Album Review – Meursault

Meursault – ‘I Will Kill Again.’ (Song, By Toad Records)

In 2014, Neil Pennycook announced that he was retiring Meursault and bowed out with a final performance at Edinburgh Queen’s Hall. Despite releasing a cassette under the name Super Moon, towards the end of last year a six-track EP Simple Is Good heralded the return of the Meursault name – and now the release of the fourth album, I Will Kill Again.

First of all, that album title. It’s not that Pennycook has changed direction with something akin to Slayer’s Reign In Blood. It’s the punchline to one of comedian Josie Long’s jokes. (Well, that’s that cleared up.) Musically it continues the journey begun with the debut Pissing On Bonfires/Kissing With Tongues back in 2008. The band were once described as epic lo-fi. They’re less lo-fi these days, but that gorgeous epic melancholia that seduced all who heard it still soars.

The first track to be released as a single ‘Klopfgeist’ sets the tone for the album. There’s something about Pennycook’s voice and songwriting that could make even singing your shopping list heartbreaking yet simultaneously life-affirming. With the sung refrain of ‘Like Sinatra, Sinatra, Sinatra’ it seduces you, commanding your attention. An earlier version of this appeared on the aforementioned Super Moon release, but this version is far superior.

The idea of things being ‘clever’ in rock music often arouses suspicion (possibly a decades-long hangover from the worst excesses of the prog-rock era) – but Meursault can pull this off without ever seeming self-indulgent. This is perhaps most clear on the title track. At moments almost ambient and other times a soaring cacophony, over the six minutes play time there’s an ascending and descending scale, radio samples, backing vocals, a church organ and it all comes together.

Like the best albums, this is one that reveals itself upon repeated listens, even some of the effects that can seem a little irritating on first hearing make more sense when heard more frequently within the wider context of the record. There is no justice in this world (frequent perusal of the media will confirm this) but Meursault have made their most accessible album yet, without compromising what made them so special in the first place. It would be great to think that not only will this make end of year lists, but take them to the next level commercially speaking.

****1/2

I Will Kill Again is released by Song, By Toad Records on February 27. The album will be launched at Edinburgh’s Summerhall on February 25.

The album can be pre-ordered here.

 

 

 

The return of Pale Honey

Gothenburg duo Pale Honey were a fresh delight when they released their self-titled debut in 2015. Guitarist Tuva Lodmark and drummer Nelly Daltrey had bonded over a love of PJ Harvey and Queens Of The Stone Age at school. As a two piece inevitably  they were compared to the White Stripes but the reality was listeners could see that they had their own sound.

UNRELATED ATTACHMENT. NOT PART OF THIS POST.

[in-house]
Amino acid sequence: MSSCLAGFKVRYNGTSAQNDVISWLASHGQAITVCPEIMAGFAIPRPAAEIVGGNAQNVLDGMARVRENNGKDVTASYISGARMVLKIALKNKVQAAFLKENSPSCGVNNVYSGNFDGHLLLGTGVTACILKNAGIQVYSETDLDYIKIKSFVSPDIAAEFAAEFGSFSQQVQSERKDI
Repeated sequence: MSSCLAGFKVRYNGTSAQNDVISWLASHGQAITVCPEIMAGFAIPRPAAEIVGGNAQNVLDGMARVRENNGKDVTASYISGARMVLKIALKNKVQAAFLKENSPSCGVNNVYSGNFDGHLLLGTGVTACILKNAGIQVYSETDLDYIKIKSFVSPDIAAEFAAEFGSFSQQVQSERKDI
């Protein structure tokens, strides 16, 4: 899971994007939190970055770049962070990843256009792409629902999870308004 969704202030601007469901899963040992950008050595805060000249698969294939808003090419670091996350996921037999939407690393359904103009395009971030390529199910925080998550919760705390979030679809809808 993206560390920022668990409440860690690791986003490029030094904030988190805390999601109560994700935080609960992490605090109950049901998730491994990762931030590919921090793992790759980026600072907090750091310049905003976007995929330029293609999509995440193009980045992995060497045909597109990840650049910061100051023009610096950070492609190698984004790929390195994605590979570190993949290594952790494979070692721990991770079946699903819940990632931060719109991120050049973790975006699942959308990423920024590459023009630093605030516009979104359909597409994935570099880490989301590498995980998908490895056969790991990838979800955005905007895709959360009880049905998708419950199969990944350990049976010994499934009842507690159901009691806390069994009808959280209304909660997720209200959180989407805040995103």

Back in October, the band released a new track ‘Real Thing’ which suggested that they had kept their edge and that the long-awaited second album will feature more of the same. But the release of a new track ‘Why Do I Always Feel This Way?’ stops you in your tracks.

The grungey guitars are nowhere to be heard. Instead we have yearning vocals, ice-cold synthesizers and a completely different side to Pale Honey that we might have expected. As with previous work, it has been produced by Anders Lagerfors. Clocking in at six minutes, it holds the attention and begs for repeated plays. With that new album set for release later this year, it will be interesting to see and hear how they have developed.

…and for both completeness, and contrast, here is that previous single ‘Real Thing’:

Presenting…Mateo Katsu

Believe me, after more than a decade of writing this blog, I do not lack submissions. This is a privileged position to be in. Still, I receive more than I can listen to – there is no team ’17 Seconds’ (and still people send in their follow-ups, despite the polite requests for them not to do so. I have more than 40,000 unopened emails in the 17 Seconds account).

So, it can be a sheer luck when I get to hear something new – and in the case of Mateo Katsu, I am so glad I did.

The email stated simply:

“Welcome to “The Glow”. A song that sounds like Neutral Milk Hotel, or Built To Spill, or maybe the Breeders.
“The Glow” is about living in a scummy artists co-op and the ambivalent feelings that come with that. It is the last single I will be promoting from the recently released Mateo Katsu album, Fourteen Weeks, which was written and recorded in a scummy artists co-op, over the course of 14 weeks.”
Fourteen Weeks came out in November – and you can buy it here. It sounds fresh and exciting, evoking the best American indie rock of the last thirty years, without sounding like a throwback. For me, the artists I most hear within are Sebadoh and Pavement.